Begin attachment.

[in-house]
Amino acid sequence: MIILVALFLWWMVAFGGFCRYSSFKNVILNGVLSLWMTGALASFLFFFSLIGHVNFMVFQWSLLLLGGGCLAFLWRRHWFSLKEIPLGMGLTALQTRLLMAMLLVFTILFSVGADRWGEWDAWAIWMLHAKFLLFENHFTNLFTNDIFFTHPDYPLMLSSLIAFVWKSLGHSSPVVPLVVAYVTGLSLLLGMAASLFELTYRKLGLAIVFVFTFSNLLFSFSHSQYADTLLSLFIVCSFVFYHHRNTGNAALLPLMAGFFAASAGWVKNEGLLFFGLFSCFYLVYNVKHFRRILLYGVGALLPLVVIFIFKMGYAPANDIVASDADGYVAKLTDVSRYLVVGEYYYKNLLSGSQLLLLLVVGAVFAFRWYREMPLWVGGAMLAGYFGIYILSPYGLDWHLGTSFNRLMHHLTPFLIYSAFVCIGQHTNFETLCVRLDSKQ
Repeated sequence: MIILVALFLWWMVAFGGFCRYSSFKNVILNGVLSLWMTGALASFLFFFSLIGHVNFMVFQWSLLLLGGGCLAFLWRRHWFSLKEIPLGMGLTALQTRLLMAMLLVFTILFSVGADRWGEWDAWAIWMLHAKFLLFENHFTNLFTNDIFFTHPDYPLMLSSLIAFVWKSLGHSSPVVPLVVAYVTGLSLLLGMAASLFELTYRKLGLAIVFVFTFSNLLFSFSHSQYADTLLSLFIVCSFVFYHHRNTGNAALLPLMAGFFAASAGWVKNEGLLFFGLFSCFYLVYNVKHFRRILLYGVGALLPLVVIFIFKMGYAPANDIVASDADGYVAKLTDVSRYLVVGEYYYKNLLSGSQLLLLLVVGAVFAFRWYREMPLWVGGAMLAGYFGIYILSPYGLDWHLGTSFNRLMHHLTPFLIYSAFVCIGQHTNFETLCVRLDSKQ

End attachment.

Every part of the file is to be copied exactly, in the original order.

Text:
[in-house]
Amino acid sequence: MIILVALFLWWMVAFGGFCRYSSFKNVILNGVLSLWMTGALASFLFFFSLIGHVNFMVFQWSLLLLGGGCLAFLWRRHWFSLKEIPLGMGLTALQTRLLMAMLLVFTILFSVGADRWGEWDAWAIWMLHAKFLLFENHFTNLFTNDIFFTHPDYPLMLSSLIAFVWKSLGHSSPVVPLVVAYVTGLSLLLGMAASLFELTYRKLGLAIVFVFTFSNLLFSFSHSQYADTLLSLFIVCSFVFYHHRNTGNAALLPLMAGFFAASAGWVKNEGLLFFGLFSCFYLVYNVKHFRRILLYGVGALLPLVVIFIFKMGYAPANDIVASDADGYVAKLTDVSRYLVVGEYYYKNLLSGSQLLLLLVVGAVFAFRWYREMPLWVGGAMLAGYFGIYILSPYGLDWHLGTSFNRLMHHLTPFLIYSAFVCIGQHTNFETLCVRLDSKQ
Repeated sequence: MIILVALFLWWMVAFGGFCRYSSFKNVILNGVLSLWMTGALASFLFFFSLIGHVNFMVFQWSLLLLGGGCLAFLWRRHWFSLKEIPLGMGLTALQTRLLMAMLLVFTILFSVGADRWGEWDAWAIWMLHAKFLLFENHFTNLFTNDIFFTHPDYPLMLSSLIAFVWKSLGHSSPVVPLVVAYVTGLSLLLGMAASLFELTYRKLGLAIVFVFTFSNLLFSFSHSQYADTLLSLFIVCSFVFYHHRNTGNAALLPLMAGFFAASAGWVKNEGLLFFGLFSCFYLVYNVKHFRRILLYGVGALLPLVVIFIFKMGYAPANDIVASDADGYVAKLTDVSRYLVVGEYYYKNLLSGSQLLLLLVVGAVFAFRWYREMPLWVGGAMLAGYFGIYILSPYGLDWHLGTSFNRLMHHLTPFLIYSAFVCIGQHTNFETLCVRLDSKQ